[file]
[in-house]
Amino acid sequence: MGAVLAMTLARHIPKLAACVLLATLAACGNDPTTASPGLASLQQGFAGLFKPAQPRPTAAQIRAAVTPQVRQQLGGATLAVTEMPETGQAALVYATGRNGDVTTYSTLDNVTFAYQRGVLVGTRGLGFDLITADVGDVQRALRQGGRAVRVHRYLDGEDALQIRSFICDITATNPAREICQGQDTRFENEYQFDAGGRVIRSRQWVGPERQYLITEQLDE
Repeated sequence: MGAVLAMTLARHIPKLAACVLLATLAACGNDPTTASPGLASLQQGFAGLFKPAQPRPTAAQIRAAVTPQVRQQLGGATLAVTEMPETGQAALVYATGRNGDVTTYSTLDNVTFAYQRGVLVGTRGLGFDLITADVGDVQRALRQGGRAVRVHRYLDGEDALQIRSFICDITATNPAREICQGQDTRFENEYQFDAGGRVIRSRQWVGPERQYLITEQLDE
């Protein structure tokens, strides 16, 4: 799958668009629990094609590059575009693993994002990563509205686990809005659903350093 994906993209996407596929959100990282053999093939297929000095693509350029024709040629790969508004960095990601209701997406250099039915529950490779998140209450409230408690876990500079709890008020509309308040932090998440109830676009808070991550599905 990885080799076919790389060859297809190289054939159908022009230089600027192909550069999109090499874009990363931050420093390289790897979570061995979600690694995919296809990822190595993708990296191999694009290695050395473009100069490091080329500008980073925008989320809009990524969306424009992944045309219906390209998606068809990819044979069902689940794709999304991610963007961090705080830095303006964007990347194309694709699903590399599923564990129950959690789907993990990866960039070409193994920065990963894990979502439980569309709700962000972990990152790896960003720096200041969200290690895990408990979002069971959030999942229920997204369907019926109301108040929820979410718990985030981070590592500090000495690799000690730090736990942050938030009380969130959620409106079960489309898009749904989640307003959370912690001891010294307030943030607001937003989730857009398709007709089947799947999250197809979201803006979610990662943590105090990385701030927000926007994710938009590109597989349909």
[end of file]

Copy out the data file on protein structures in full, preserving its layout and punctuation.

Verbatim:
[in-house]
Amino acid sequence: MGAVLAMTLARHIPKLAACVLLATLAACGNDPTTASPGLASLQQGFAGLFKPAQPRPTAAQIRAAVTPQVRQQLGGATLAVTEMPETGQAALVYATGRNGDVTTYSTLDNVTFAYQRGVLVGTRGLGFDLITADVGDVQRALRQGGRAVRVHRYLDGEDALQIRSFICDITATNPAREICQGQDTRFENEYQFDAGGRVIRSRQWVGPERQYLITEQLDE
Repeated sequence: MGAVLAMTLARHIPKLAACVLLATLAACGNDPTTASPGLASLQQGFAGLFKPAQPRPTAAQIRAAVTPQVRQQLGGATLAVTEMPETGQAALVYATGRNGDVTTYSTLDNVTFAYQRGVLVGTRGLGFDLITADVGDVQRALRQGGRAVRVHRYLDGEDALQIRSFICDITATNPAREICQGQDTRFENEYQFDAGGRVIRSRQWVGPERQYLITEQLDE
């Protein structure tokens, strides 16, 4: 799958668009629990094609590059575009693993994002990563509205686990809005659903350093 994906993209996407596929959100990282053999093939297929000095693509350029024709040629790969508004960095990601209701997406250099039915529950490779998140209450409230408690876990500079709890008020509309308040932090998440109830676009808070991550599905 990885080799076919790389060859297809190289054939159908022009230089600027192909550069999109090499874009990363931050420093390289790897979570061995979600690694995919296809990822190595993708990296191999694009290695050395473009100069490091080329500008980073925008989320809009990524969306424009992944045309219906390209998606068809990819044979069902689940794709999304991610963007961090705080830095303006964007990347194309694709699903590399599923564990129950959690789907993990990866960039070409193994920065990963894990979502439980569309709700962000972990990152790896960003720096200041969200290690895990408990979002069971959030999942229920997204369907019926109301108040929820979410718990985030981070590592500090000495690799000690730090736990942050938030009380969130959620409106079960489309898009749904989640307003959370912690001891010294307030943030607001937003989730857009398709007709089947799947999250197809979201803006979610990662943590105090990385701030927000926007994710938009590109597989349909």